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  • Parker LA. Nonconsummatory and consummatory behavioral CRs elicited by lithium-paired and amphetamine-paired flavors. Learn Motiv. 1982;13:281–303.
  • Parker LA. Rewarding drugs produce taste avoidance, but not taste aversion. Neurosci Biobehav Rev. 1995;19:143–151. [PubMed]
  • Parker LA. Emetic drugs produce conditioned rejection reactions in the taste reactivity test. J Psychophysiol. 1998;12:3–13.
  • Parker LA. Taste avoidance and taste aversion: evidence for two different processes. Learn Behav. 2003;31:165–172. [PubMed]
  • Parker LA, Kemp S. Tetrahydrocannabinol (THC) interferes with conditioned retching in Suncus murinus: an animal model of anticipatory nausea and vomiting (ANV) Neuroreport. 2001;12:749–751.[PubMed]
  • Parker LA, Limebeer CL. Cannabinoids in the management of nausea and vomiting. In: Kofalvi A, editor. Cannabinoids and the Brain. New York: Springer-Verlag Press; 2008.
  • Parker LA, McLeod KB. Chin rub CRs may reflect conditioned sickness elicited by a lithium-paired sucrose solution. Pharmacol Biochem Behav. 1991;40:983–986. [PubMed]
  • Parker LA, Mechoulam R. Cannabinoid agonists and an antagonist modulate conditioned gaping in rats. Integr Physiol Behav Sci. 2003;38:134–146.
  • Parker LA, Corrick ML, Limebeer CL, Kwiatkowska M. Amphetamine and morphine produce a conditioned taste and place preference in the house musk shrew (Suncus murinusJ Exp Psychol Anim Behav Process. 2002a;28:75–82. [PubMed]
  • Parker LA, Mechoulam R, Schlievert C. Cannabidiol, a non-psychoactive component of cannabis, and its dimethylheptyl homolg suppress nausea in an experimental model with rats. Neuroreport. 2002b;13:567–570. [PubMed]
  • Parker LA, Mechoulam R, Shlievert C, Abbott L, Fudge ML, Burton P. Effects of cannabinoids on lithium-induced conditioned rejection reactions in a rat model of nausea. Psychopharmacology. 2003;166:156–162. [PubMed]
  • Parker LA, Kwiatkowska M, Burton P, Mechoulam R. Effect of cannabinoids on lithium-induced vomiting in the Suncus murinusPsychopharmacology. 2004;171:156–161. [PubMed]
  • Parker LA, Limebeer CL, Kwiatkowska M. Cannabinoids: effects on vomiting and nausea in animal model. In: Mechoulam R, editor. Cannabinoids As Therapeutics. Switzerland: Birkhauser Verlag, Basel; 2005. pp. 183–200.
  • Parker LA, Kwiatkowska M, Mechoulam R. Delta-9-tetrahydrocannabinol and cannabidiol, but not ondansetron, interfere with conditioned retching reactions elicited by a lithium-paired context in Suncus murinus: an animal model of anticipatory nausea and vomiting. Physiol Behav. 2006;87:61–71.[PubMed]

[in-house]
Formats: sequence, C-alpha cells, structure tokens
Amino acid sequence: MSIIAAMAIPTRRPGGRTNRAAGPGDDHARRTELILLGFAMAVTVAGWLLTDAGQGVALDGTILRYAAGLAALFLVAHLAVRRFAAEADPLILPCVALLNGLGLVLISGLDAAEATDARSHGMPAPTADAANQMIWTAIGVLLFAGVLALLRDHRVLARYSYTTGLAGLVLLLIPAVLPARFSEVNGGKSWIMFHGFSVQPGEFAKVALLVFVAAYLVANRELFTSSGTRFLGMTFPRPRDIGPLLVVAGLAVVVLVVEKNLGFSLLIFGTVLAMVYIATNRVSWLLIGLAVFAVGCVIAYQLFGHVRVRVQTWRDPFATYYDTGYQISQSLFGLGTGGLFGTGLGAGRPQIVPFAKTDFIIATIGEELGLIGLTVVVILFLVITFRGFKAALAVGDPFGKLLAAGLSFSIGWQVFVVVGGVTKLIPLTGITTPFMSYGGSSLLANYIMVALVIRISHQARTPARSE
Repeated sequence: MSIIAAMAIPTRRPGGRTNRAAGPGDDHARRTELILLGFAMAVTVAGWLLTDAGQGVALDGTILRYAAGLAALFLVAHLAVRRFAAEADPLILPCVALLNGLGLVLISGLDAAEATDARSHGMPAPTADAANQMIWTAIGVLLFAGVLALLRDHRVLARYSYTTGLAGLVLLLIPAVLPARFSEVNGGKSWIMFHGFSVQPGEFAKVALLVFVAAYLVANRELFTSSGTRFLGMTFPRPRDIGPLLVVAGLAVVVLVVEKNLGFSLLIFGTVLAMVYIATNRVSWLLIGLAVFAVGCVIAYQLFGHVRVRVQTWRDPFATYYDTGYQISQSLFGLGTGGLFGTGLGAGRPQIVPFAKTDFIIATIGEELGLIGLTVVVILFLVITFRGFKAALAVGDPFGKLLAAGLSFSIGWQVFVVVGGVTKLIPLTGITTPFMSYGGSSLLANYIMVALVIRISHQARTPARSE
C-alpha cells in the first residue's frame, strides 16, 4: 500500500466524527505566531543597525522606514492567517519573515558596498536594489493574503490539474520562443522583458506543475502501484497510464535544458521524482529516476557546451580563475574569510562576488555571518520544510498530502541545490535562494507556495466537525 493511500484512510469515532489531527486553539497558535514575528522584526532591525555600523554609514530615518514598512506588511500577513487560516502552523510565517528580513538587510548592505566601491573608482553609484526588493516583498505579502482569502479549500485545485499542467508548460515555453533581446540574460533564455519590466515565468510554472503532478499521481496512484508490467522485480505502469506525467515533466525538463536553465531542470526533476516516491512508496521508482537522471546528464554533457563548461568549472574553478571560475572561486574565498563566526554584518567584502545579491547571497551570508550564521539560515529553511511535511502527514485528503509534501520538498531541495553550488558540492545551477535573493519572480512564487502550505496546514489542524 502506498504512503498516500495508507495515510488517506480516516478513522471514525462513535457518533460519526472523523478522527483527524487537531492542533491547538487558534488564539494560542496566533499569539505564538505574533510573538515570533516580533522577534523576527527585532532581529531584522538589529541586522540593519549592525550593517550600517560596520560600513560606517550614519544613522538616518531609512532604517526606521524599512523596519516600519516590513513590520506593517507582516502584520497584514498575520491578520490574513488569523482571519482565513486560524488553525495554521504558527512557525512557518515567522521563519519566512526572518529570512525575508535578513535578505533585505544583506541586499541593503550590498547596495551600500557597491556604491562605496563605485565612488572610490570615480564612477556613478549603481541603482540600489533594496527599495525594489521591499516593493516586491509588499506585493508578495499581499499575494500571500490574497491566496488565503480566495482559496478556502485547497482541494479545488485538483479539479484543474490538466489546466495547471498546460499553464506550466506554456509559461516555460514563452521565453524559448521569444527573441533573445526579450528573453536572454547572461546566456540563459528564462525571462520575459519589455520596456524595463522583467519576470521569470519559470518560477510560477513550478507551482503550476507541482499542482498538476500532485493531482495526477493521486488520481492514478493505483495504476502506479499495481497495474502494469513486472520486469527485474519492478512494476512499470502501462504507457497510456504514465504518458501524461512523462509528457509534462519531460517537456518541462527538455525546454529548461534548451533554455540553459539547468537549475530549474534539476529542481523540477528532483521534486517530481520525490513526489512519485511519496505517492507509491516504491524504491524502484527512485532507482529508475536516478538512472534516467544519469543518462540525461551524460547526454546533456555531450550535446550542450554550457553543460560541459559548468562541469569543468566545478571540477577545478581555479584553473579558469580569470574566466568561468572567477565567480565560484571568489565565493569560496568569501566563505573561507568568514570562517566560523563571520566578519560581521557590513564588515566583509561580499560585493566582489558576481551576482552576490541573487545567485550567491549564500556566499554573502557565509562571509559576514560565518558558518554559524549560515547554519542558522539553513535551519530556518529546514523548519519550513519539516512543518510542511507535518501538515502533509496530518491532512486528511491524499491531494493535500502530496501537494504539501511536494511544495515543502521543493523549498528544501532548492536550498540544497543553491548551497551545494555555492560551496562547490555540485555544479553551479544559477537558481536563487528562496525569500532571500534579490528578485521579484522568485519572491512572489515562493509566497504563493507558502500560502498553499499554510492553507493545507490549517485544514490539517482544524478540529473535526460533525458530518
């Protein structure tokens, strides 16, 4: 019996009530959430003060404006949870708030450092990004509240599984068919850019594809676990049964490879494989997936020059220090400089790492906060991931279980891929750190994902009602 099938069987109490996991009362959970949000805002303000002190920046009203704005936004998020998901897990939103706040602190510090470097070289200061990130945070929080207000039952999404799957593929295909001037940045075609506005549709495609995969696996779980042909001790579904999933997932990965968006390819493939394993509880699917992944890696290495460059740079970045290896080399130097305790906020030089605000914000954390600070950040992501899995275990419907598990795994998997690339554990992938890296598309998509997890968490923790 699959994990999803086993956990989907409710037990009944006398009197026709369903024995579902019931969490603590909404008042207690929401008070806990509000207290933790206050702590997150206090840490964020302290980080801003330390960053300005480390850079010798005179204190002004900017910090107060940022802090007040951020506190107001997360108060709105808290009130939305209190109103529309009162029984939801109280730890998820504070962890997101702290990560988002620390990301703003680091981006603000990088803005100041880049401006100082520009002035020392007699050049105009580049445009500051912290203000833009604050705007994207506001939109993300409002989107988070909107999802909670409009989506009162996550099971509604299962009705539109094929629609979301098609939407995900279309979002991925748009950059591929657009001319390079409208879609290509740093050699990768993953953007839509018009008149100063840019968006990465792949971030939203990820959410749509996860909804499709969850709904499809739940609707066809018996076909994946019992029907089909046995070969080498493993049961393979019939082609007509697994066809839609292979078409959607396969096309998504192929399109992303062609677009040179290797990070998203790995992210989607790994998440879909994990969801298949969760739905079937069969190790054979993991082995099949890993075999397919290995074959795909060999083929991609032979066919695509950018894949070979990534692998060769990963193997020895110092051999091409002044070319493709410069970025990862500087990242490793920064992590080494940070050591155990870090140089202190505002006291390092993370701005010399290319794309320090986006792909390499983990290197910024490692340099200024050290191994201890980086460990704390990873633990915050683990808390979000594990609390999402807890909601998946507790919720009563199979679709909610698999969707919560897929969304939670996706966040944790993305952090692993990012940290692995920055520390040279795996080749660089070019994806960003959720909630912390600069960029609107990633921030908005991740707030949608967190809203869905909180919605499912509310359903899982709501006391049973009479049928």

• Parker LA, Rana SA, Limebeer CL. Conditioned disgust, but not conditioned taste avoidance: a measure of conditioned nausea in rats. Can J Exp Psychol. 2008;6:198–209. [PubMed]
  • Parker LA, Limebeer CL, Rock EM, Litt DL, Kwiatkowska M, and Piomelli D. The FAAH inhibitor URB-597 interferes with cisplatin- and nicotine- induced vomiting in the Suncus murinus (house musk shrew) Physiol Behav. 2009a;97:121–124. [PMC free article] [PubMed]
  • Parker LA, Limebeer CL, Rana SA. Conditioned disgust, but not conditioned taste avoidance, may reflect conditioned nausea in rats. In: Reilly S, Schachtman TR, editors. Conditioned Taste Aversions: Behavioral and Neural Processes. NY: Oxford University Press; 2009b.
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  • Pi-Sunyer FX, Aronne LJ, Heshmati HM, Devin J, Rosenstock J, RIO-North American Study Group Effect of rimonabant, a cannabinoid-1 receptor blocker, on weight and cardiometabolic risk factors in overweight or obese patients. JAMA. 2006;295:761–775. [PubMed]
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  • Ray AP, Griggs L, Darmani NA. Δ9-tetrahydrocannabinol suppresses vomiting behavior and Fos expression in both acute and delayed phases of cisplatin-induced emesis in the least shrew. Behav Brain Res. 2009;196:30–36. [PMC free article] [PubMed]
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  • Reynolds DJM, Barber NA, Grahame-Smith DG, Leslie RA. Cisplatin-evoked induction of c-fos protein in the brainstem of the ferret: the effect of cervical vagotomy and the antiemetic 5HT-3 receptor antagonist granisetron. Brain Res. 1991;565:321–336. [PubMed]
  • Rock EM, Limebeer CL, Mechoulam R, Piomelli D, Parker LA. The effect of cannabidiol and URB597 on conditioned gaping (a model of nausea) elicited by a lithium-paired context in the rat. Psychopharmacol. 2008;196:389–395. [PubMed]
  • Rock EM, Limebeer CL, Fletcher PJ, Mechoulam R, Parker LA. Cannabidiol (the non-psychoactive component of cannabis) may act as a 5-HT1A auto-receptor agonist to reduce toxin-induced nausea and vomiting. CA: Poster presented at the Society for Neuroscience meeting, San Diego; 2010.